Earlier this week US President Donald Trump started to raise hopes that restrictive measures being taken to slow the spread of the novel coronavirus would be lifted soon and the economy would be restarted by Easter. Short of a miracle, we can’t see this happening. In fact, there’s a good chance the US is even more closed then than it is now.
The US has been slow to test and slow to act, and that has made the coronavirus epidemic worse there than it needed to be. This means that measures will need to be tougher and left in place longer to avoid overburdening the hospital system and making the problem the worse.
Take a look at the chart below. It shows the emergence of coronavirus cases in the US, China and South Korea since the first case was discovered in each region. The US is furthest to the right, that’s because it took a long time to start testing. Without being able to identify who had the virus it was able to spread and now the growth in cases is quicker than in the two Asian nations. You can see the US curve is steeper.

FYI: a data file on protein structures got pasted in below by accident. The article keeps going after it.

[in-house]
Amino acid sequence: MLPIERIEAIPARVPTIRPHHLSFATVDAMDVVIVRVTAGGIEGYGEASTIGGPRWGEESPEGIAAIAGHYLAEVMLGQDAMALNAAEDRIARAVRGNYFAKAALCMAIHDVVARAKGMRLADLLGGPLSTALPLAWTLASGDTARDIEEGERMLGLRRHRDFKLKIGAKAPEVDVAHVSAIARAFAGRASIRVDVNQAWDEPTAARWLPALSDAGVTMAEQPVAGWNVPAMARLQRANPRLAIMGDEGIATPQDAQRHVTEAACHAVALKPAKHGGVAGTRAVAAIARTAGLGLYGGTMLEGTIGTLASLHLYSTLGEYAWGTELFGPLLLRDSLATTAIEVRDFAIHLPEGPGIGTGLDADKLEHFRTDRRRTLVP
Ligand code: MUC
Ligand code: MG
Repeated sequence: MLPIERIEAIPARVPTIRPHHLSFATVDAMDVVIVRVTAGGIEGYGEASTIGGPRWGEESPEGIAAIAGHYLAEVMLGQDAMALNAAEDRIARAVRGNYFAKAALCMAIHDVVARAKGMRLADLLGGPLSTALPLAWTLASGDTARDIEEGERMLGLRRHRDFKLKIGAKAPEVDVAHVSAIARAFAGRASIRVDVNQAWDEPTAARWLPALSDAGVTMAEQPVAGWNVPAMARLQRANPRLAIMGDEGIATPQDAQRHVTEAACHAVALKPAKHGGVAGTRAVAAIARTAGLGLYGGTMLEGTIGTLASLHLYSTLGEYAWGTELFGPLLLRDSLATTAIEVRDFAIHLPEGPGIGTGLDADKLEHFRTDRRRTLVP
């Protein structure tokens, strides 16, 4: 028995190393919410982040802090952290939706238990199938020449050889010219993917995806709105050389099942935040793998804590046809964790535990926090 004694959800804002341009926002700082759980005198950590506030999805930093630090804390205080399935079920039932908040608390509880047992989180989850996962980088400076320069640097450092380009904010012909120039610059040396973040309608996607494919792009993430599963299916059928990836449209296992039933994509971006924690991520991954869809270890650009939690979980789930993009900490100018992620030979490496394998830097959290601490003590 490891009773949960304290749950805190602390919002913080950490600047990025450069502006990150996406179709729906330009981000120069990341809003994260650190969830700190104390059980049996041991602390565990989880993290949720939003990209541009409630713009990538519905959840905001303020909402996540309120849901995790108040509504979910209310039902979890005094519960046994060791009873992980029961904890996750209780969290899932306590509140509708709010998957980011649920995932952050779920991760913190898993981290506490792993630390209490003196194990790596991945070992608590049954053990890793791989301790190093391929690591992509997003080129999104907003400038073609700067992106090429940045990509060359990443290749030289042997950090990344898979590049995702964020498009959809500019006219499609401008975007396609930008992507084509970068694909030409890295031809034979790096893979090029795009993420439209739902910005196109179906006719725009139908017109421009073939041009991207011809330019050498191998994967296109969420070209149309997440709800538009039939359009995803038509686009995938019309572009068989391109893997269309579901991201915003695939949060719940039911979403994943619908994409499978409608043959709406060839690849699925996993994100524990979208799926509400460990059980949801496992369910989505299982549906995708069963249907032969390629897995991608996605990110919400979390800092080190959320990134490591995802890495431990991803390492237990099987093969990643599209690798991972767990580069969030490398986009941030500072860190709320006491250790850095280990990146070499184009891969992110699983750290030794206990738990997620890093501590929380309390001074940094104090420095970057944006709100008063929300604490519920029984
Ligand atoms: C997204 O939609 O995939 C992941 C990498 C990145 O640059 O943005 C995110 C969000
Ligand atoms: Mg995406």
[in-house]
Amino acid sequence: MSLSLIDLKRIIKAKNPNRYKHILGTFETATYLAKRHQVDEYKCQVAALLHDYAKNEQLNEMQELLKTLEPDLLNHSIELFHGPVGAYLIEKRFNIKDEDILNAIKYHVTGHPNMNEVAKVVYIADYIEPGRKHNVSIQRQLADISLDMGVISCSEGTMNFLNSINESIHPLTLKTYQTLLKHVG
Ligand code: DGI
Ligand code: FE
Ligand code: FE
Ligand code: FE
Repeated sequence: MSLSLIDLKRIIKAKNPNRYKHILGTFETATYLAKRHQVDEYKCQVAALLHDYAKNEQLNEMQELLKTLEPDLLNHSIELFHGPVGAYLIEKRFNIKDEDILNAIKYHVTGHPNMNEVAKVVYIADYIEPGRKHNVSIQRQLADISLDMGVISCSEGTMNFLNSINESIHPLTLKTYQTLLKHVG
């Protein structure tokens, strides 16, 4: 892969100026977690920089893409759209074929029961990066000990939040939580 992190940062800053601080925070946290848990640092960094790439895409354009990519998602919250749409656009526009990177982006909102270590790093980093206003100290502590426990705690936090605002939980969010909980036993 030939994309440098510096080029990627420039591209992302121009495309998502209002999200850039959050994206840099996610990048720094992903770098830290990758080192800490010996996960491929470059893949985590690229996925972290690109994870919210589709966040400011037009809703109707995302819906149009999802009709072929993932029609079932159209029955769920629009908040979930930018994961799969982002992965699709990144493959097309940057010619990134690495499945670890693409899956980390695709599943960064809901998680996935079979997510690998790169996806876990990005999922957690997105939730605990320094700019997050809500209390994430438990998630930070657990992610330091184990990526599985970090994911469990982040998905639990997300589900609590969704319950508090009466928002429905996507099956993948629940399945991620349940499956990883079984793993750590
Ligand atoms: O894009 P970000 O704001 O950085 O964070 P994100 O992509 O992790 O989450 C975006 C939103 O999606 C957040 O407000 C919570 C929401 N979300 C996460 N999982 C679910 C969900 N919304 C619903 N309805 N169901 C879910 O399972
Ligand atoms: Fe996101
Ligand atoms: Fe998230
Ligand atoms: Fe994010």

The US curve is also pretty straight (on a log scale) showing that the growth rate has not yet begun to moderate. By contrast, China and South Korea bent their curves by taking aggressive measures like isolation, quarantining, and distancing which slowed the spread dramatically.
Now the US needs to do the same. But its starting point is far worse and its fuse far shorter. The deep red horizontal line is the critical limiting factor – the point when the US hospital system becomes stressed because demand for critical care, or ICU, beds exceeds capacity. The estimated date is April 1, less than two weeks before Easter. We hope for all US residents that the curve bends hard below the red line and quickly. But almost the only way to achieve that is by enforcing tougher measures, not opening up the movement of people to restart the economy. That’s the unfortunate trade off that Trump may be underappreciating.